This has nothing to do with fanboyism. The difference is, OS X from 10.0 to 10.1 (faster) to 10.2 (smoother looking) to 10.3 (expose) to 10.4 (dashboard, spotlight) has had lots of improvements, and each previous release was only a year or so apart, and 10.4 came out over a year ago, while Vista took the largest software company in the world 5 years to come up, stripping features the whole time, which is is just coming out now. (Where by "now" I mean "soon.") So of course the differences in each version of OS X are smaller, and of course it's more impressive to have had a product with most of the same features out sooner, and of course MS looks like crap for taking so long to deliver so little.

      Add to that the system requirements, the many different versions, and Microsoft's abysmal security record--their response to which is mostly to ask users "Are you sure you want to do this?" before every trivial operation, AND NOT EVEN REQUIRING AN ADMIN PASSWORD TO SAY 'YES'--and you can see why people aren't getting excited about it.

      On a related note, I think it would be the funniest thing in the world if Apple announced tomorrow that 10.5 would be released on Monday the 29th. :-)

    • "Mossberg praises OSX"

      Does he? Other than mentioning some features of Vista which also appear in OS X, all he really says about it is:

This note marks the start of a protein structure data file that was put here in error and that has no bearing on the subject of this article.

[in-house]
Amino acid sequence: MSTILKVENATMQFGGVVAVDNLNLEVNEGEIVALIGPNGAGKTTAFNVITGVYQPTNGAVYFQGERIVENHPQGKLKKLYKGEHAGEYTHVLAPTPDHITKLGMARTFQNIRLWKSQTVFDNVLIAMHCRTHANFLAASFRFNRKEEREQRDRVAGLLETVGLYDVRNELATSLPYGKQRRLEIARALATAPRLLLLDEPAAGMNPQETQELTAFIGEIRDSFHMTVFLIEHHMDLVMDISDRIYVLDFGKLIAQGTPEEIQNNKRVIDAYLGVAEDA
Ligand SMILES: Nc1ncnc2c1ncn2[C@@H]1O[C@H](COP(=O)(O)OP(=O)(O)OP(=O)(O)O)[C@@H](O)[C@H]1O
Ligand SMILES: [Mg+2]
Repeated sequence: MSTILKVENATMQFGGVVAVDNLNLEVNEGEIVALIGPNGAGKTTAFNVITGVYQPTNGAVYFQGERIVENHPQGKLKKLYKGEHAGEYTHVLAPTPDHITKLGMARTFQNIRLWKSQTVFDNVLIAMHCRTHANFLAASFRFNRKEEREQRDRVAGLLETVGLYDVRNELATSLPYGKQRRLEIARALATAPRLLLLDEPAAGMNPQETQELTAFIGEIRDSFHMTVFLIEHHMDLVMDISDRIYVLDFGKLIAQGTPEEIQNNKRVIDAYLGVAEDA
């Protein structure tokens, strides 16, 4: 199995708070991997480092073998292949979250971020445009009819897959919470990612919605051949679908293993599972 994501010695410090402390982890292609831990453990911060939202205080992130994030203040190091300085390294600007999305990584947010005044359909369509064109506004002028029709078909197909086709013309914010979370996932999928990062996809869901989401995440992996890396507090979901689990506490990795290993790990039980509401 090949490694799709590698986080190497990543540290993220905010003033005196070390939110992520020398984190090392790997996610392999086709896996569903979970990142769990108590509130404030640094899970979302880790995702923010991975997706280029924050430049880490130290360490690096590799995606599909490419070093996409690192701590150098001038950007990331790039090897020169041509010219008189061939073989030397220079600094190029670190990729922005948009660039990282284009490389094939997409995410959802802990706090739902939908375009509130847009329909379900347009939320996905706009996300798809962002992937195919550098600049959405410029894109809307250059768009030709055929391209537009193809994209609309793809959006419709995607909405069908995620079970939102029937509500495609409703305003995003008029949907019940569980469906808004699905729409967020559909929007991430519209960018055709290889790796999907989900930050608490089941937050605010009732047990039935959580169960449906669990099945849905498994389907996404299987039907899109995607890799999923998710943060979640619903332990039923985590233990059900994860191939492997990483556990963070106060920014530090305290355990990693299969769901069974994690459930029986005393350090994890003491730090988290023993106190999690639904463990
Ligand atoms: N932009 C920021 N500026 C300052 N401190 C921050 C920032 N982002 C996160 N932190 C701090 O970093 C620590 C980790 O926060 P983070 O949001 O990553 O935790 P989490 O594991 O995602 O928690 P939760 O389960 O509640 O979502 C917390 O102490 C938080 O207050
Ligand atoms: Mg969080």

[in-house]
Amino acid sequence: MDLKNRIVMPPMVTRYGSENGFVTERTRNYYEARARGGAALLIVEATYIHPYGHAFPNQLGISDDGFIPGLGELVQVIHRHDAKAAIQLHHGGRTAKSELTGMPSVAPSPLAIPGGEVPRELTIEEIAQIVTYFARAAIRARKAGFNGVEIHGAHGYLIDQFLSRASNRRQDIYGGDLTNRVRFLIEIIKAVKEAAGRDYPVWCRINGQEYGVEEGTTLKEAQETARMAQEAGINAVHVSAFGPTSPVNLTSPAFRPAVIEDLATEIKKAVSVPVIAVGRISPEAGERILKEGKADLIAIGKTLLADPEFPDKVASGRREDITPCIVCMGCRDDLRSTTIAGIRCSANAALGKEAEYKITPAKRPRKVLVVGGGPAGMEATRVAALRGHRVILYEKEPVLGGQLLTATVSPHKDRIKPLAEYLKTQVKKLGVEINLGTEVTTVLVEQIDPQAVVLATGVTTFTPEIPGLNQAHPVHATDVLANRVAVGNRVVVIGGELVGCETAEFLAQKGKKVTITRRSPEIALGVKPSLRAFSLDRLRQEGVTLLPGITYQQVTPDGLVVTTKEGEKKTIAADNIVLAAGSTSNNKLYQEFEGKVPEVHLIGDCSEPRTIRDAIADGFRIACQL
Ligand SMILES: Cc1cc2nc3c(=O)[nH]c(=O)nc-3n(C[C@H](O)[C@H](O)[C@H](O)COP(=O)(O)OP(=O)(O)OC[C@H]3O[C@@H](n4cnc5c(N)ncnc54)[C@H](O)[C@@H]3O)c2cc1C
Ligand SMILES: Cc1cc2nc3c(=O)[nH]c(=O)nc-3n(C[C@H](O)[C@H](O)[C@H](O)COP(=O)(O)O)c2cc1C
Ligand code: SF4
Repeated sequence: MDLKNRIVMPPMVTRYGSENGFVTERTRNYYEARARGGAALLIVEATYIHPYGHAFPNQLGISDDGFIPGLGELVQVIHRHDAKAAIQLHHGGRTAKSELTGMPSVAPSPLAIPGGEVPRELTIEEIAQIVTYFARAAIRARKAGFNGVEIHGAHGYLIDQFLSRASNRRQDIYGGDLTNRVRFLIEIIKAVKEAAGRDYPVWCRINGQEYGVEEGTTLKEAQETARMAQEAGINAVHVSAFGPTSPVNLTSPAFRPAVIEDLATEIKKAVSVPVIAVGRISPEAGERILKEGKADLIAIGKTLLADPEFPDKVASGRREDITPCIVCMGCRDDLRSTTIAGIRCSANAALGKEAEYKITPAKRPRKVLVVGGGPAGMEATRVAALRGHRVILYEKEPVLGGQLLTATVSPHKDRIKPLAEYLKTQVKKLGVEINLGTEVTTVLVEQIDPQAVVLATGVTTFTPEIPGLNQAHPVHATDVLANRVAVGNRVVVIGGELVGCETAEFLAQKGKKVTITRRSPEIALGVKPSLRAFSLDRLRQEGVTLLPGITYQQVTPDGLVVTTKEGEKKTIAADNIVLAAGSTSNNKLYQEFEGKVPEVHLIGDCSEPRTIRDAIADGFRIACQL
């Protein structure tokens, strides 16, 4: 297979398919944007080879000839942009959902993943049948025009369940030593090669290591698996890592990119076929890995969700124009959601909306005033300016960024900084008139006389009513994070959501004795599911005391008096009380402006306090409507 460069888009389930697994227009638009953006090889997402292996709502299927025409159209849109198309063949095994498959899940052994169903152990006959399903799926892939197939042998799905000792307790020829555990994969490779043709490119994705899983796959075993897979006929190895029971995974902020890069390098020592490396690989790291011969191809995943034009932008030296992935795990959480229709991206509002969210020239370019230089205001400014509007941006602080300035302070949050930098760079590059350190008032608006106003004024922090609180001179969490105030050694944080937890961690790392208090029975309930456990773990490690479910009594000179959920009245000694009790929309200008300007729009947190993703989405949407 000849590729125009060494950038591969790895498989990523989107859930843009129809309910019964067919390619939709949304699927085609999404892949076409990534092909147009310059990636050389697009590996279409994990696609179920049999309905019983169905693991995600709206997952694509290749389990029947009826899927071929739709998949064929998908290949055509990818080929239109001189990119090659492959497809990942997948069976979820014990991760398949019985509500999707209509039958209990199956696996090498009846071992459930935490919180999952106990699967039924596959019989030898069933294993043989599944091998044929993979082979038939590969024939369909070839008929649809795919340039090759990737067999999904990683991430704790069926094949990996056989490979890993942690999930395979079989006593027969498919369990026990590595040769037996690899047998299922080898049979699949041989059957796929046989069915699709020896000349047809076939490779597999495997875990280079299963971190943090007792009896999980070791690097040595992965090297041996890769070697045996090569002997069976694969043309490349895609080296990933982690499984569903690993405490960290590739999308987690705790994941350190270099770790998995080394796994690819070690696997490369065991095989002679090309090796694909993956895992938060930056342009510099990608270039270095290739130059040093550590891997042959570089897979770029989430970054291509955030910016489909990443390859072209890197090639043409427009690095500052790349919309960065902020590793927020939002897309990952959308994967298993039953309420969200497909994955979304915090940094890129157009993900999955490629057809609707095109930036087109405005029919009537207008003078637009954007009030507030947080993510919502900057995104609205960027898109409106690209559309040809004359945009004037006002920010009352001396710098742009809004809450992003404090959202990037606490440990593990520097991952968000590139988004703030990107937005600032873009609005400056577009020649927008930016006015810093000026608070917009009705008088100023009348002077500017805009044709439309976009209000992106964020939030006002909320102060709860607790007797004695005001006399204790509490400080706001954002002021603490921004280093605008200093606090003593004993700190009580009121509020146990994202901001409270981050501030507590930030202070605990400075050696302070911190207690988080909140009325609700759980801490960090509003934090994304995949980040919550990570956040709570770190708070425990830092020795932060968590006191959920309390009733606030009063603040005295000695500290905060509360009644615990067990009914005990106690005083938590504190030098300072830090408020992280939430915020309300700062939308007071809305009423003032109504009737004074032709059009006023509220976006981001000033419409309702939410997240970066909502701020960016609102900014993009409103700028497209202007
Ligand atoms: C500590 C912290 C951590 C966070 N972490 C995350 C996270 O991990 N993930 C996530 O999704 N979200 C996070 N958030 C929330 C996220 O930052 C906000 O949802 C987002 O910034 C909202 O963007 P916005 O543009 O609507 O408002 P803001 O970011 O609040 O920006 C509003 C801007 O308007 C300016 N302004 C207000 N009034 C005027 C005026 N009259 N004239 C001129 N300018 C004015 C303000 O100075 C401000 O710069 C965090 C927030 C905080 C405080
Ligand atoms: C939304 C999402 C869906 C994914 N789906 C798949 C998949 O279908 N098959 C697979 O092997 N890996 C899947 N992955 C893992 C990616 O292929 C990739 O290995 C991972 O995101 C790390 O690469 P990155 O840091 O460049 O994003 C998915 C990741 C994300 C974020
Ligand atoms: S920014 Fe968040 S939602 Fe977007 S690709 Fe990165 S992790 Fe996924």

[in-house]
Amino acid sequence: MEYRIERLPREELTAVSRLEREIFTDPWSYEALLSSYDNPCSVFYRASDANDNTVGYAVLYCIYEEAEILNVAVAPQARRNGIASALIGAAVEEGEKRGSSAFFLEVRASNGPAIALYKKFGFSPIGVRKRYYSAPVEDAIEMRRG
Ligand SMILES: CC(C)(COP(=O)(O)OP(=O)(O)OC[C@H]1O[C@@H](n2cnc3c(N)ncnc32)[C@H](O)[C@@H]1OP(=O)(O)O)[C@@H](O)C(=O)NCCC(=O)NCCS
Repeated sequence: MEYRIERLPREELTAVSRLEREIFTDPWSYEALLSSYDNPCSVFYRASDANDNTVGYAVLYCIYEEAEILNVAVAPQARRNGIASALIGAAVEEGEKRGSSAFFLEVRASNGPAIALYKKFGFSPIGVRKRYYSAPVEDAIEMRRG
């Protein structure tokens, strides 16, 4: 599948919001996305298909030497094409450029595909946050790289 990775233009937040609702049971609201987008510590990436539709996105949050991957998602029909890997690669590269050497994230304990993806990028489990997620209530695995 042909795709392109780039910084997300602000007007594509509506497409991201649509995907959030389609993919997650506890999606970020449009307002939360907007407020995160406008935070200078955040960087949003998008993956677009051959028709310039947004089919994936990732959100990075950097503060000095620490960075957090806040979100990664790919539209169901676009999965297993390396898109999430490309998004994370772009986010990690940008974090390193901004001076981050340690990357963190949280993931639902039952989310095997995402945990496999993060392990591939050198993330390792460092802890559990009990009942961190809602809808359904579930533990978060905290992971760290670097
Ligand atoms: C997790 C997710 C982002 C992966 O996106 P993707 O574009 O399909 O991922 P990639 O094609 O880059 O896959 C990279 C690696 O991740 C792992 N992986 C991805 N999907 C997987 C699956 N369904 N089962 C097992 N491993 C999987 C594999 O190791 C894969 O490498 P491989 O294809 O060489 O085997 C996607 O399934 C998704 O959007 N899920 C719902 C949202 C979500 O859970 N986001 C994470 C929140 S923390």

"Nearly all of the major, visible new features in Vista are already available in Apple's operating system, called Mac OS X, which came out in 2001 and received its last major upgrade in 2005. And Apple is about to leap ahead again with a new version of OS X, called Leopard, due this spring."

      How is that praising OS X? Should he not compare Vista to another OS? Or should he
    • Also, don't now go upgrade someone's computer to Vista for someone who needs to run Windows for one reason or another just because of his idea of "it wasn't so different from XP anyway". The Explorer has been reworked quite a bit, the Control Panel navigation is very different (again!), and there's the whole concept with file tagging and virtual folders for novices to wrap their heads around... and when failing with that, which gets me to my point -- call closest tech support! ;-)
  • by NorbrookC (674063) on Thursday January 18, 2007 @01:50PM (#17667512) Journal

    FTA: even a slicker version of Solitaire

    What more could you want?

  • by vtcodger (957785) on Thursday January 18, 2007 @01:53PM (#17667578)
    ***Overall, it works pretty much the same way as Windows XP.***